What TSW does have is art direction of the highest quality. The detailing is superb. Funcom are making a big deal out of the real world setting and their art team have brought to life a marvelous, magical heightened version of reality that perfectly suits the content. It's our world seen out of the corner of your eye.

I spent a long time poking into every corner, playing with camera angles, zooming in, trying to absorb every particle of information. So much going on all over. So much to think about. Will most of it amount to anything? I doubt it. It's texture and the success of the effect is in the accretion.

This is a game that was always going to live or die by how well it put its case: "Everything is true". Here, you feel, it just might be.

Story

I'm not big on story in MMOs. I'm far more interested in my own characters and their stories than I'm ever likely to be in any tale a developer wants to tell me. This is different.

Watch yer car fer a dollar, Mister.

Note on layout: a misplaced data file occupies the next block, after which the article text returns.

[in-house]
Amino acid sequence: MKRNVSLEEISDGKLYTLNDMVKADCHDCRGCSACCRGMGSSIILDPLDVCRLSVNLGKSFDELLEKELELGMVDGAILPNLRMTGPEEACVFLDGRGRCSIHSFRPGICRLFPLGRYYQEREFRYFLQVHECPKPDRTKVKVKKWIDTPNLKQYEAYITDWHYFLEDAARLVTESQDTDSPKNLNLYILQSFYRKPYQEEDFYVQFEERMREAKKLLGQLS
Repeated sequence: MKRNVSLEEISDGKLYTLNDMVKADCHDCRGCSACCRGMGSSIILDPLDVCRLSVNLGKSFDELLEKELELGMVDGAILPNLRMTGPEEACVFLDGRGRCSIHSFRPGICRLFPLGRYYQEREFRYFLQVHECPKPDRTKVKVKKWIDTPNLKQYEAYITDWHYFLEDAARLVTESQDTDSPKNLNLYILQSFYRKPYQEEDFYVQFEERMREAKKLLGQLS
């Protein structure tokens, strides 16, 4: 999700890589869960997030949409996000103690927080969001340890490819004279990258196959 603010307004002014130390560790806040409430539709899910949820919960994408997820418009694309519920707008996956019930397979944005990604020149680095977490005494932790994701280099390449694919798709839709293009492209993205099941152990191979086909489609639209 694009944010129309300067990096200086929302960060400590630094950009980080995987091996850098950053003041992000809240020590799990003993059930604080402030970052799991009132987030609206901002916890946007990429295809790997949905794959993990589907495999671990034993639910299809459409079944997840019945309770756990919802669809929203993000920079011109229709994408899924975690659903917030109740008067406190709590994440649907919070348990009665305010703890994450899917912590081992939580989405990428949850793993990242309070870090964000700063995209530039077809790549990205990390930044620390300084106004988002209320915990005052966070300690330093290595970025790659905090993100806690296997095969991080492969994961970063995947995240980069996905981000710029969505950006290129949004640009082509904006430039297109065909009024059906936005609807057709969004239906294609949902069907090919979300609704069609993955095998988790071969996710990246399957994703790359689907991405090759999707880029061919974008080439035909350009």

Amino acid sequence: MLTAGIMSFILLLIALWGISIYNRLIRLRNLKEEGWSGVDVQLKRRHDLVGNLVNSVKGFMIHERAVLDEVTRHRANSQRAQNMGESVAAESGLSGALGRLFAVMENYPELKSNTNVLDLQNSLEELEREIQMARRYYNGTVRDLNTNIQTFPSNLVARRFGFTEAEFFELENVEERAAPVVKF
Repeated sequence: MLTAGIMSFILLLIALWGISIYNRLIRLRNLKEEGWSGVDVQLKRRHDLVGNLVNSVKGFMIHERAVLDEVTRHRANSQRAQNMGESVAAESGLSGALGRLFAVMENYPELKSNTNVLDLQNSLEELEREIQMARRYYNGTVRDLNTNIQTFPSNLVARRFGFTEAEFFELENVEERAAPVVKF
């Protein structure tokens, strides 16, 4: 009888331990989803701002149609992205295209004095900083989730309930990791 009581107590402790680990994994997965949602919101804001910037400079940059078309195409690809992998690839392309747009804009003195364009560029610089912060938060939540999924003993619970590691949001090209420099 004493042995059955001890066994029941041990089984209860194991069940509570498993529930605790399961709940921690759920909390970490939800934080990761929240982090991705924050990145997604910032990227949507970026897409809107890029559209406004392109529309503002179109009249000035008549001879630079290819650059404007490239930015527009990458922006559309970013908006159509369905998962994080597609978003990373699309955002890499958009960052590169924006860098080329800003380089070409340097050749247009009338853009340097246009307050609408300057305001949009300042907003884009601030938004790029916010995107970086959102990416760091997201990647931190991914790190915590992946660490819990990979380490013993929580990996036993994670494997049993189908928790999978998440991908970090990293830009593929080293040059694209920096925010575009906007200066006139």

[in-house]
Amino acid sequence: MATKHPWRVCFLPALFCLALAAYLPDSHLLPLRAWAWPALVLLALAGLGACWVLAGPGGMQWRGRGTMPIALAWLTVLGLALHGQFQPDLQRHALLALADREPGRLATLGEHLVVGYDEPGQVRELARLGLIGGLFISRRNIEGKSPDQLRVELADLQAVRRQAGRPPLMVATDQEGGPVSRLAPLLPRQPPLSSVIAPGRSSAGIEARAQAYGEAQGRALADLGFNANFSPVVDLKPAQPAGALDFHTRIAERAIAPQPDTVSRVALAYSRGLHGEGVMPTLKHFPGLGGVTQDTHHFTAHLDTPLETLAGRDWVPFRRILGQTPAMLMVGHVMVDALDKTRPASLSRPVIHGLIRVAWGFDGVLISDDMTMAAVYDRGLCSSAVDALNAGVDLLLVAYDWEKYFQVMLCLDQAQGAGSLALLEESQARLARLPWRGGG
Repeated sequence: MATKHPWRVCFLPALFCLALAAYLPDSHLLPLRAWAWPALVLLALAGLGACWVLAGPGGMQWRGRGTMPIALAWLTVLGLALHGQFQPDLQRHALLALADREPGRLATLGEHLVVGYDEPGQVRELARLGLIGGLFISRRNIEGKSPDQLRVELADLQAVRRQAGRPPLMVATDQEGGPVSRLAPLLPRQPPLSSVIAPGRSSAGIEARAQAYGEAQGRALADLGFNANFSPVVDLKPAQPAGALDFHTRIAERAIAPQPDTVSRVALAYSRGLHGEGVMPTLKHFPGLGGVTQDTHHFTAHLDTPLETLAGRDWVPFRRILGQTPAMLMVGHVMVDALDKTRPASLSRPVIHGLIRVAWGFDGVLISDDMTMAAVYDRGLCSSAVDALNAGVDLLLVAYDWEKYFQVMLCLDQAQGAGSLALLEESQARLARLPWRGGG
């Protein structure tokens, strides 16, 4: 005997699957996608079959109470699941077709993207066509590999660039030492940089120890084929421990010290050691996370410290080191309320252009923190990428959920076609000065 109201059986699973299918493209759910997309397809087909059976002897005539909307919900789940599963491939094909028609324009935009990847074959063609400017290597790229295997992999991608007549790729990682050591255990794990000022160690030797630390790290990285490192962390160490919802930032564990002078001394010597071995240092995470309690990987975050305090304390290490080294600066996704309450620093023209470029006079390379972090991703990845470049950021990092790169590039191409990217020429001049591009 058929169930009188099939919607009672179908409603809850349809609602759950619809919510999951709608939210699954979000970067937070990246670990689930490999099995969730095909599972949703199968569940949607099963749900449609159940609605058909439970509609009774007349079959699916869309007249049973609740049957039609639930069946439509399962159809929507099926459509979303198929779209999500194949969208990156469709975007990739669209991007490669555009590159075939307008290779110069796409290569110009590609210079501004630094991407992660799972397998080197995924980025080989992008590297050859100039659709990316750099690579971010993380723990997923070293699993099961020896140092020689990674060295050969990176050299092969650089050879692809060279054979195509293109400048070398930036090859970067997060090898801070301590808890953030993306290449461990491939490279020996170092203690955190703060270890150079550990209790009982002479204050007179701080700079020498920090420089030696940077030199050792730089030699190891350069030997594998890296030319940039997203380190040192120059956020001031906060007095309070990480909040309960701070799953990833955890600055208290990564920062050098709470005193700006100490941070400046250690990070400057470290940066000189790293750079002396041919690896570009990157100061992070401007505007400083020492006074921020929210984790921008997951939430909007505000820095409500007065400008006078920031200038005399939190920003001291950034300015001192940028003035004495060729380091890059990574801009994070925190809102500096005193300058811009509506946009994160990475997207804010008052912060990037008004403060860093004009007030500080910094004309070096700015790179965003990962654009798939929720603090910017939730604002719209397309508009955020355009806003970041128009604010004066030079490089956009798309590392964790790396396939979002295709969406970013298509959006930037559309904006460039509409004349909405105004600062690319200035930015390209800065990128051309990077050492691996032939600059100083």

The writing in The Secret World isn't original, not in the very slightest degree. Influences float on the surface for everyone to see and I don't just mean the street names. It's not what, though, it's where. Writing as sharp and salty as this may be nothing new in other media but it is in an MMO.

My overriding impression throughout my time in London was "This is like being inside a Grant Morrison comic". Specifically, it's like being inside The Doom Patrol. The subject matter, the way the characters speak, the vibe. In Kingsmouth it felt more like being inside Robert Kirkman's The Walking Dead. The spirit of modern comics writing is very strong in TSW. It makes a wonderfully refreshing change from the dead hand of mass market fantasy that chokes the life out of most MMOs.

Sound

If The Secret World reads like a comic it sounds like an indie movie. NPCs talk a lot. To you, to each other, to themselves. I am not at all a fan of voiceovers in MMOs so you'd think this wouldn't be a selling point. Once again, this is different.

Say what Bro?